- Research shows that nearly half of UK goods exporters stop exporting within 6 years
- Paper says UKTI needs to shift from a ‘quantity to a quality’ approach to exports
A new report by the Legatum Institute, an international think tank based in London, highlights figures that show that nearly half of UK goods exporters stop exporting within 6 years. The paper, titled Trading Up: New Ideas for UK Exports, puts this failure down to a misplaced government target of trying to find 100,000 new exporters by the end of the parliament. This target incentivises officials in UKTI to find new businesses rather than to work with existing exporters to help them establish permanent footholds in some of the countries they are operating in.
The paper highlights the export challenge in the UK:
- The UK has increased its total exports by just over 3%, or £15billion, since 2011, yet is lagging well behind other developed countries such as Germany, for example, which recorded an increase of 6.5% in exports in 2015 alone;
- Many SME exporters have a tendency, especially when starting to export, to limit themselves to one or two markets, predominantly in the EU. China is the UK’s 6th biggest export market while India has fallen in one year from 11th to 17th;
- The constant change of trade ministers (five since 2010) and the switch between businessmen and politicians has made it difficult for UKTI and the export agenda to assert itself in the face of influence from other government departments.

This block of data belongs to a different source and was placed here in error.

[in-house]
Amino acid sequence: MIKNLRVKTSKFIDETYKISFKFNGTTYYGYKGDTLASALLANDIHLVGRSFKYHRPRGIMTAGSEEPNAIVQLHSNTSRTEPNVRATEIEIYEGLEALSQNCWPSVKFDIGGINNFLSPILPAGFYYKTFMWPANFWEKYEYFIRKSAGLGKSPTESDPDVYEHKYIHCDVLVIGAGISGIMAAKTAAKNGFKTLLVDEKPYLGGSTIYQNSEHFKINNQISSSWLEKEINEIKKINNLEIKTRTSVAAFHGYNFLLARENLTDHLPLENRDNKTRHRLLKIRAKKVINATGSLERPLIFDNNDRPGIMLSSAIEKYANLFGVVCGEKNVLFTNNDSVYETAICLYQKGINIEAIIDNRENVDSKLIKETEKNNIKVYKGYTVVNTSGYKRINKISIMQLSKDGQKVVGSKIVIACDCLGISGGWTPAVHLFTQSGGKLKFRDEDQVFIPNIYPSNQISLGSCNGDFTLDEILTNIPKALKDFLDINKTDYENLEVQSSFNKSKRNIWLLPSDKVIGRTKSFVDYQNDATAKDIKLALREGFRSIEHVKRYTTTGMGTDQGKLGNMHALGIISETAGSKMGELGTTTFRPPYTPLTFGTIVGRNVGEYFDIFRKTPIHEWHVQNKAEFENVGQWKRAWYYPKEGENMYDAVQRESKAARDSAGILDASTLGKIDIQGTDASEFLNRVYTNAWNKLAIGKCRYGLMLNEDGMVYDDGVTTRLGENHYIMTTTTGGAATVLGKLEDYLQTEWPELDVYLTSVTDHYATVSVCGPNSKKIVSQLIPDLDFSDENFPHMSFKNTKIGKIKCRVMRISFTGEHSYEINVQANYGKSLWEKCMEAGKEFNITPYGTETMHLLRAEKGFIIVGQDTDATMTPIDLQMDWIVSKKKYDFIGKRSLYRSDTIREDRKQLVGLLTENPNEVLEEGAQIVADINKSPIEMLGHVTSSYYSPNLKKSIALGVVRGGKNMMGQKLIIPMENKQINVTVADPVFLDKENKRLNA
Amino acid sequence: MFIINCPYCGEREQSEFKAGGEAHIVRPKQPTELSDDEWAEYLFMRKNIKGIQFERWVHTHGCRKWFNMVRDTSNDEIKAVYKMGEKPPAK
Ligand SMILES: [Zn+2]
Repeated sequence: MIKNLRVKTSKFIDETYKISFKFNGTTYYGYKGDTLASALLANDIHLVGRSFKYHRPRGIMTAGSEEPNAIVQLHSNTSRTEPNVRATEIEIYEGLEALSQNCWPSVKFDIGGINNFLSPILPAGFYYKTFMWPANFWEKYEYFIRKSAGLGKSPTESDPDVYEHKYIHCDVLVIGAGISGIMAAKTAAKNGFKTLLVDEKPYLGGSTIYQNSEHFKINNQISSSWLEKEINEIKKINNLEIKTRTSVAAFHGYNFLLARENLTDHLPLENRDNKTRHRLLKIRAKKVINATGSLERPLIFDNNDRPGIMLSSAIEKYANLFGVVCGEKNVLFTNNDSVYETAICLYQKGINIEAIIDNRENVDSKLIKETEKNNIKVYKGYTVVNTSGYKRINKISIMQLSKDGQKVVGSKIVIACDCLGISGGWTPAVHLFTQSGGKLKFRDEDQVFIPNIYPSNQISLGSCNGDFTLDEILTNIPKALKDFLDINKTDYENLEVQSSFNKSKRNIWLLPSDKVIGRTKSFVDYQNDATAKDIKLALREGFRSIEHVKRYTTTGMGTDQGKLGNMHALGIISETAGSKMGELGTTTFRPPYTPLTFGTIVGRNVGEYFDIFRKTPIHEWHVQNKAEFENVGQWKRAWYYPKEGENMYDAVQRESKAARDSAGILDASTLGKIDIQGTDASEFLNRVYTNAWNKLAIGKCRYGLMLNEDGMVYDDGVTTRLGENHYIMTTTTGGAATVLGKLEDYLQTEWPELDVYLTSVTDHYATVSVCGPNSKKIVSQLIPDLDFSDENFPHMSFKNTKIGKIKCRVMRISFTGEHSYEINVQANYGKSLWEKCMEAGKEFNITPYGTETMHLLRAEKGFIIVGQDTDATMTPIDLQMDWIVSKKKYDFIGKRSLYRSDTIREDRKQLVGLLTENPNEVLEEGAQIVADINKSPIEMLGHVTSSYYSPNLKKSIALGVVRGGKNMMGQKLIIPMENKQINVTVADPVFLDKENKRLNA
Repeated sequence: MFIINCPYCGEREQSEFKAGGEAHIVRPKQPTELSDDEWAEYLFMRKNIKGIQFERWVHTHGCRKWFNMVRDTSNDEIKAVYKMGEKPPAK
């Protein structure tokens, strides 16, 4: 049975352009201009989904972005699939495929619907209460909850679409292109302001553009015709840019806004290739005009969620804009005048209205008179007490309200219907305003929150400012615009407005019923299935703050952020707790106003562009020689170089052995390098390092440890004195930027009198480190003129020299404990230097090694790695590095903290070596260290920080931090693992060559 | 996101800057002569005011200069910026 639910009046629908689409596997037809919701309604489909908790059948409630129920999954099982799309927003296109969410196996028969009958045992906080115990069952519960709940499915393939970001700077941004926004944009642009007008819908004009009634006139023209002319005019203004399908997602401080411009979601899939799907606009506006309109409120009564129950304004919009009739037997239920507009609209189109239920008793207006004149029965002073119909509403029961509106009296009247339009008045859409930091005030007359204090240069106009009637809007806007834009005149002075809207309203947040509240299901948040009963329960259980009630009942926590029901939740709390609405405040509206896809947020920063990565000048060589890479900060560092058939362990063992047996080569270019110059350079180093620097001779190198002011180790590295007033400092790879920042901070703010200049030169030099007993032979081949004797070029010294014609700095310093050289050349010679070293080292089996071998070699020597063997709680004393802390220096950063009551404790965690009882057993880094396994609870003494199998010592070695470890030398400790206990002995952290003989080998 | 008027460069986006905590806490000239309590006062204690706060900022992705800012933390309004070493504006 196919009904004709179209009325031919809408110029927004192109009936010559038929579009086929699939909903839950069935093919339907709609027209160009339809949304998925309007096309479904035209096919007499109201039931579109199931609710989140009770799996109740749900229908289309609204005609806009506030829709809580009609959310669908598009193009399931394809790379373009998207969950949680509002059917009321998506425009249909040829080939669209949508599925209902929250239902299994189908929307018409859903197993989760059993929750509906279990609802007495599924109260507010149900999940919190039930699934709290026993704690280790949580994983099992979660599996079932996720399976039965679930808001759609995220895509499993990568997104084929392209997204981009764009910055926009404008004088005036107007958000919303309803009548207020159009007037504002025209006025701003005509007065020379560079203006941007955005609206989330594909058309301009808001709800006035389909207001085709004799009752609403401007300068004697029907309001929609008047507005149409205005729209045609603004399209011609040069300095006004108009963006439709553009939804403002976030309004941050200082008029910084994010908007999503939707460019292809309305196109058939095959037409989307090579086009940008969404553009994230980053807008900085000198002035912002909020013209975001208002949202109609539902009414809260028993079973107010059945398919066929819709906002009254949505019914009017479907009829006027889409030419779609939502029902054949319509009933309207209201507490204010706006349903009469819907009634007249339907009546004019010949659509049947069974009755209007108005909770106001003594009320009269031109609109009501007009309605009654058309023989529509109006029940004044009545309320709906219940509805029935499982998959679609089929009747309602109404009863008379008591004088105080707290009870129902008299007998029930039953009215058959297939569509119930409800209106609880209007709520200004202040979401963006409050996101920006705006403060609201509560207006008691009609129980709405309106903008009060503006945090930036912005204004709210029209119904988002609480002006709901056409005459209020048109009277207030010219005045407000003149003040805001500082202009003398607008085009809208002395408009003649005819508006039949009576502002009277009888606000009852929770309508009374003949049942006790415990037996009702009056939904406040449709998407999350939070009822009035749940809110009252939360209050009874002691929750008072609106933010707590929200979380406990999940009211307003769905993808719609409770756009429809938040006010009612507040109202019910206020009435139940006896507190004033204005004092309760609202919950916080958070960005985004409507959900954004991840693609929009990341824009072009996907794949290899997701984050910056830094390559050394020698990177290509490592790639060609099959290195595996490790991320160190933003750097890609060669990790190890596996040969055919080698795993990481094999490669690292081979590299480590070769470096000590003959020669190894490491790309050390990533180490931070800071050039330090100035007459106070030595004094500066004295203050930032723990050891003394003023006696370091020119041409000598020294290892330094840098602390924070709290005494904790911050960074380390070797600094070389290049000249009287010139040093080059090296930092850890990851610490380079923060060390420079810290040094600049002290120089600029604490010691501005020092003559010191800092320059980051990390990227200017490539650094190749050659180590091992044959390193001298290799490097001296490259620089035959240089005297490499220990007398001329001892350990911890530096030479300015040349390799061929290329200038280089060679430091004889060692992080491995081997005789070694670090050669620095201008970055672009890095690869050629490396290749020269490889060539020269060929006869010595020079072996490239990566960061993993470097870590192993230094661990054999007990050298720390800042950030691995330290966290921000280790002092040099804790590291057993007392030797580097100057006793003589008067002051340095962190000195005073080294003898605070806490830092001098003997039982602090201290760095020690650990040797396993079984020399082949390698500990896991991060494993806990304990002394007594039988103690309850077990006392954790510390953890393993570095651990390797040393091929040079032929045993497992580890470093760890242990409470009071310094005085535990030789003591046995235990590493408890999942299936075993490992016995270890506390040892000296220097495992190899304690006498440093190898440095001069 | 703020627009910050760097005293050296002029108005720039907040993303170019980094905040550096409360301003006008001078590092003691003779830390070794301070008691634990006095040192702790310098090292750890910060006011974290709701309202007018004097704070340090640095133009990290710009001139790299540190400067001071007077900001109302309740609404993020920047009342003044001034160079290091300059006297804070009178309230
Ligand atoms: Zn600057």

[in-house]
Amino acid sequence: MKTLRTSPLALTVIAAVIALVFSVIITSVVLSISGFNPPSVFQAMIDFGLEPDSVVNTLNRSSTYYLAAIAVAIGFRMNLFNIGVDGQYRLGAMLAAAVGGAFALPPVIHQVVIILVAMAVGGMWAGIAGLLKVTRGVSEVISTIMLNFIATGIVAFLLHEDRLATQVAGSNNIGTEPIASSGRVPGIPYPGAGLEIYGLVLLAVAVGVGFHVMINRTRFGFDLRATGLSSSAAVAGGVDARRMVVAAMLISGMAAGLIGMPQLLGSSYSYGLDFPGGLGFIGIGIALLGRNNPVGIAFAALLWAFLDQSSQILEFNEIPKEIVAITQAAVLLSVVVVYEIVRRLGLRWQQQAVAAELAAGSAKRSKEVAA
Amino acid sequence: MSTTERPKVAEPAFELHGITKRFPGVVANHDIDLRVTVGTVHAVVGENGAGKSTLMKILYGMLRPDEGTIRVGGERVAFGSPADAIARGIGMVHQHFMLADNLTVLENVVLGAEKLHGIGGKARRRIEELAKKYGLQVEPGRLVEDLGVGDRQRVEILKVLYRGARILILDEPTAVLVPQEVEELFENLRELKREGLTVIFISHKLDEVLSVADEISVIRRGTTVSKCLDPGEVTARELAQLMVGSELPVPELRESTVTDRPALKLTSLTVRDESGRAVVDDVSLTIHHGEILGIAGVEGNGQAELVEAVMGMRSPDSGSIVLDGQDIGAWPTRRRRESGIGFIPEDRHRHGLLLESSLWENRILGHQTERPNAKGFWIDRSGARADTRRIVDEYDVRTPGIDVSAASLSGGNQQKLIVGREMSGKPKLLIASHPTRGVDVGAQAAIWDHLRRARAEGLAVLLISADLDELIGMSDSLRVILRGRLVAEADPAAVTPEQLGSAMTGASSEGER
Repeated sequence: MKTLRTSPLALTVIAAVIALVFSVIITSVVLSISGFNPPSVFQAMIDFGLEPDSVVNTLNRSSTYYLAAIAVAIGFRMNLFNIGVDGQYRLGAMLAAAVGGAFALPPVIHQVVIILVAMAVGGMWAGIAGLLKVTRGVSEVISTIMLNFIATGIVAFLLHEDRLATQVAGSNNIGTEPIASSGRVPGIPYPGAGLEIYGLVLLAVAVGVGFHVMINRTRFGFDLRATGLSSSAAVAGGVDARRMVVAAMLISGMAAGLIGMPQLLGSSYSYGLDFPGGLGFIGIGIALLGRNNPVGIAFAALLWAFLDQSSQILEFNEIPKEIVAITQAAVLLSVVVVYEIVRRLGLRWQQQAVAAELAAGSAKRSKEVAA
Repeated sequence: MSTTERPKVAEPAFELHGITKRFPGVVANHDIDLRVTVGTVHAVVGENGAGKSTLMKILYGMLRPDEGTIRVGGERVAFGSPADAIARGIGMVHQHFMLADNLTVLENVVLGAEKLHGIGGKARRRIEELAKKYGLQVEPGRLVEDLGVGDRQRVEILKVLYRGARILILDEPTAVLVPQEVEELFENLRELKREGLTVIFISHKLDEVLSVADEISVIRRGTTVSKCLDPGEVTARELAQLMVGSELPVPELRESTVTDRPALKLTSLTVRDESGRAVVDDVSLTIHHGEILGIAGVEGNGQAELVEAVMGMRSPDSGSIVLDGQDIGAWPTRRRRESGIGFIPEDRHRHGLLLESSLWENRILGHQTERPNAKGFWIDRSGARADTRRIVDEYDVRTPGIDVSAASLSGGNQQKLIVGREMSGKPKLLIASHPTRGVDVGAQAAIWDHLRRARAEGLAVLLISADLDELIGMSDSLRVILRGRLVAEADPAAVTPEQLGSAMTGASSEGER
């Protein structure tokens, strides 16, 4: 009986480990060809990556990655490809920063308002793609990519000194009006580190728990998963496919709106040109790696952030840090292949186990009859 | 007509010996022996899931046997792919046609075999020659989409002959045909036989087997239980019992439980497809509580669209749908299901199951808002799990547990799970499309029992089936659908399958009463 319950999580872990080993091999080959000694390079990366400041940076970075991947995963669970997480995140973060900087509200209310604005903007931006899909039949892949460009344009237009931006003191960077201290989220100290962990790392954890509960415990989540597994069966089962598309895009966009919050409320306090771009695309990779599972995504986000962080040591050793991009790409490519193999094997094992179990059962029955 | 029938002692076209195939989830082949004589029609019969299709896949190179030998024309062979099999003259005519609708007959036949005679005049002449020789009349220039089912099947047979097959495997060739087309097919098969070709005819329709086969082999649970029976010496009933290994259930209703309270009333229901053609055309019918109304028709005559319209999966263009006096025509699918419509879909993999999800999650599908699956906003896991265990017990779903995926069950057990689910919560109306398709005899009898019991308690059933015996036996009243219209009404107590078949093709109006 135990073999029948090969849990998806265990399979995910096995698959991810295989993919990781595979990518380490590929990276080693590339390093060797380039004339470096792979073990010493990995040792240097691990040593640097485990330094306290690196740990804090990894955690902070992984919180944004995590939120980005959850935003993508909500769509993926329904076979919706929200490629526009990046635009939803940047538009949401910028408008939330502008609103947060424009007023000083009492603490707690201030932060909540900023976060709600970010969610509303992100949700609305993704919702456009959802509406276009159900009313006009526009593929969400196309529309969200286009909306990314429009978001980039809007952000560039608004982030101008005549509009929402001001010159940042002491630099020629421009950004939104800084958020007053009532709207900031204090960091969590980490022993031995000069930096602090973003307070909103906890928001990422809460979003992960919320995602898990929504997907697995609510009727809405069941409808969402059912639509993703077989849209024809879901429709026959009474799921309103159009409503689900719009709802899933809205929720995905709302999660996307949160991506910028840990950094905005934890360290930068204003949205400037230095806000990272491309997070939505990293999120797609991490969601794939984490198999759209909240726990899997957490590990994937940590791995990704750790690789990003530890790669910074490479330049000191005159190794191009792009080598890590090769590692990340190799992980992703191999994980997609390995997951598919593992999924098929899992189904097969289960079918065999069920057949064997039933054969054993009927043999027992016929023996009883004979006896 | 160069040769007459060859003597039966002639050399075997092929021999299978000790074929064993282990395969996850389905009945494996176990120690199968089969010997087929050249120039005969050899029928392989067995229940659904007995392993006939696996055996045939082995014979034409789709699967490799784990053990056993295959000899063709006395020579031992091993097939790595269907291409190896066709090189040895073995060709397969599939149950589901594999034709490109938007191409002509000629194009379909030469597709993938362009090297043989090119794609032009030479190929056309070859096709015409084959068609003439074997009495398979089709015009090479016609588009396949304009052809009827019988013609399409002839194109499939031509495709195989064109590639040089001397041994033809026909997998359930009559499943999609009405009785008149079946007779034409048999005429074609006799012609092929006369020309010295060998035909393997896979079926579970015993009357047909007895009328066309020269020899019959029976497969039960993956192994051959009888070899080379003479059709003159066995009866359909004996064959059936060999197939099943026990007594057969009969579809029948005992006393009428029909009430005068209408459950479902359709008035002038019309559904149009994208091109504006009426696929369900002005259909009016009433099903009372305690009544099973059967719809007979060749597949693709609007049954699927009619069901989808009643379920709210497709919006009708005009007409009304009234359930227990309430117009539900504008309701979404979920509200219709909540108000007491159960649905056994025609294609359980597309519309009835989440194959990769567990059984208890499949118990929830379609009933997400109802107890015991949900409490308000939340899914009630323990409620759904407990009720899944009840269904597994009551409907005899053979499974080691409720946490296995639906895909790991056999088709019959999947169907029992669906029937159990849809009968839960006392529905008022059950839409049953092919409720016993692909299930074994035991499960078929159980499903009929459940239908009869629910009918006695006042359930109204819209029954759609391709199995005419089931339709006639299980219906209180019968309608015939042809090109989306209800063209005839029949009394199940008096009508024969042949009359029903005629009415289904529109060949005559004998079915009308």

The report makes a number of other recommendations including:
- The government could boost the total value of exports by holding automatic cross-sector trade missions when a UK multinational company has just signed a major deal;
- The government should view exports of services as equal value to exports of goods, especially when services account for 79% of the UK economy;
- Government export targets should be broken down into sectors so that different departments and ministers can be held to account and to take into consideration different business cycles of various sectors;
- Trade minister should be made a Cabinet-level position and the government should aim to secure a lengthy tenure for trade ministers to encourage long-term planning;
- Allocating a proportion of the £1.3billiion Prosperity Fund to work out how to better establish trading links with countries transitioning out of aid dependency.
Emily Redding, author of the report, said:
“Boosting British exports is critical to future economic growth and prosperity, regardless of whether we remain part of the European Union or not.
“However, the current obsession with trying to identify 100,000 new exporters by 2020 actually acts as a barrier to the UK meeting the £1trillion mark. Instead of encouraging UKTI to go an inch deep and a mile wide with their focus on new exporters, the government should reset its strategy and concentrate on those companies who already have a foothold in markets around the world.
“By far and above, the most important drivers of prosperity alongside a country’s ability to generate wealth, are the promotion of civil liberties, a strong rule of law and effective institutions as well as a diversified economy. By making these structural changes, many countries could start to see levels of prosperity rising quite rapidly even if overall growth begins to slow."
For more information please contact Nick Faith at the Legatum Institute on +44 (0) 7960 996 233.
About the Legatum Institute
The Legatum Institute seeks to identify the drivers of prosperity, which we define as both wealth and wellbeing. Our signature product is the Legatum Prosperity Index™, a unique global assessment of national prosperity that assesses 142 countries and is an essential tool for governments across the globe. For more information please go to www.li.com and www.prosperity.com.